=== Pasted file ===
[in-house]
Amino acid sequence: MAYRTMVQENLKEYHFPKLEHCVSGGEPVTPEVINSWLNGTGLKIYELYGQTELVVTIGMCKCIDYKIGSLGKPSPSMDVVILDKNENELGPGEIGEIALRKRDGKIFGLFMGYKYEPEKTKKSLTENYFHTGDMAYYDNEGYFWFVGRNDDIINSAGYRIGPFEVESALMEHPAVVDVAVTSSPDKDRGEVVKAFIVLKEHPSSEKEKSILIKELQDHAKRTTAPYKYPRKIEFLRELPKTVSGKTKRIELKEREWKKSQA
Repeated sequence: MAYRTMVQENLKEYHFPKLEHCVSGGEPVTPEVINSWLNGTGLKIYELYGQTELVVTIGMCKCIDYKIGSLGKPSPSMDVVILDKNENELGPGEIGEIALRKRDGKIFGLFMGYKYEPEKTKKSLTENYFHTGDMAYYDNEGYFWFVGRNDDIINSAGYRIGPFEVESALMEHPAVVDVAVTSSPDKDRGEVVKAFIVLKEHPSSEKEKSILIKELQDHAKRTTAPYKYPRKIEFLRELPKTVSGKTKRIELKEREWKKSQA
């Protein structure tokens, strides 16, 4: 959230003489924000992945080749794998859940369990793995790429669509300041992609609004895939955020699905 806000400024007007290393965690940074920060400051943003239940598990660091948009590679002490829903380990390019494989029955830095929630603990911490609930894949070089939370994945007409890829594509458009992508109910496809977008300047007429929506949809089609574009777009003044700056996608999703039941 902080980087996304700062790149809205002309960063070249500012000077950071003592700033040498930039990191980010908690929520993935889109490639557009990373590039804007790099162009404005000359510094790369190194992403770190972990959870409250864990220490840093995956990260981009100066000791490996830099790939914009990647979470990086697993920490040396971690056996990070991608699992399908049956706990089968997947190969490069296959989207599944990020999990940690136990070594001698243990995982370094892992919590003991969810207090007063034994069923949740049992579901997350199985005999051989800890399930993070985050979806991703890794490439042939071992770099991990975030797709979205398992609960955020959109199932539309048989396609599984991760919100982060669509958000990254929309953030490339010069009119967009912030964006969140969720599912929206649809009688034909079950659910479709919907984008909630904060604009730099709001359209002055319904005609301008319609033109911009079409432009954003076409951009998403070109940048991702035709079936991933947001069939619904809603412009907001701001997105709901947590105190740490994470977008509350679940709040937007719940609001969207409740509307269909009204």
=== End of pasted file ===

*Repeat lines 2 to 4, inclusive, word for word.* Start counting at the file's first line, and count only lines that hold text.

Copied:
Amino acid sequence: MAYRTMVQENLKEYHFPKLEHCVSGGEPVTPEVINSWLNGTGLKIYELYGQTELVVTIGMCKCIDYKIGSLGKPSPSMDVVILDKNENELGPGEIGEIALRKRDGKIFGLFMGYKYEPEKTKKSLTENYFHTGDMAYYDNEGYFWFVGRNDDIINSAGYRIGPFEVESALMEHPAVVDVAVTSSPDKDRGEVVKAFIVLKEHPSSEKEKSILIKELQDHAKRTTAPYKYPRKIEFLRELPKTVSGKTKRIELKEREWKKSQA
Repeated sequence: MAYRTMVQENLKEYHFPKLEHCVSGGEPVTPEVINSWLNGTGLKIYELYGQTELVVTIGMCKCIDYKIGSLGKPSPSMDVVILDKNENELGPGEIGEIALRKRDGKIFGLFMGYKYEPEKTKKSLTENYFHTGDMAYYDNEGYFWFVGRNDDIINSAGYRIGPFEVESALMEHPAVVDVAVTSSPDKDRGEVVKAFIVLKEHPSSEKEKSILIKELQDHAKRTTAPYKYPRKIEFLRELPKTVSGKTKRIELKEREWKKSQA
């Protein structure tokens, strides 16, 4: 959230003489924000992945080749794998859940369990793995790429669509300041992609609004895939955020699905 806000400024007007290393965690940074920060400051943003239940598990660091948009590679002490829903380990390019494989029955830095929630603990911490609930894949070089939370994945007409890829594509458009992508109910496809977008300047007429929506949809089609574009777009003044700056996608999703039941 902080980087996304700062790149809205002309960063070249500012000077950071003592700033040498930039990191980010908690929520993935889109490639557009990373590039804007790099162009404005000359510094790369190194992403770190972990959870409250864990220490840093995956990260981009100066000791490996830099790939914009990647979470990086697993920490040396971690056996990070991608699992399908049956706990089968997947190969490069296959989207599944990020999990940690136990070594001698243990995982370094892992919590003991969810207090007063034994069923949740049992579901997350199985005999051989800890399930993070985050979806991703890794490439042939071992770099991990975030797709979205398992609960955020959109199932539309048989396609599984991760919100982060669509958000990254929309953030490339010069009119967009912030964006969140969720599912929206649809009688034909079950659910479709919907984008909630904060604009730099709001359209002055319904005609301008319609033109911009079409432009954003076409951009998403070109940048991702035709079936991933947001069939619904809603412009907001701001997105709901947590105190740490994470977008509350679940709040937007719940609001969207409740509307269909009204």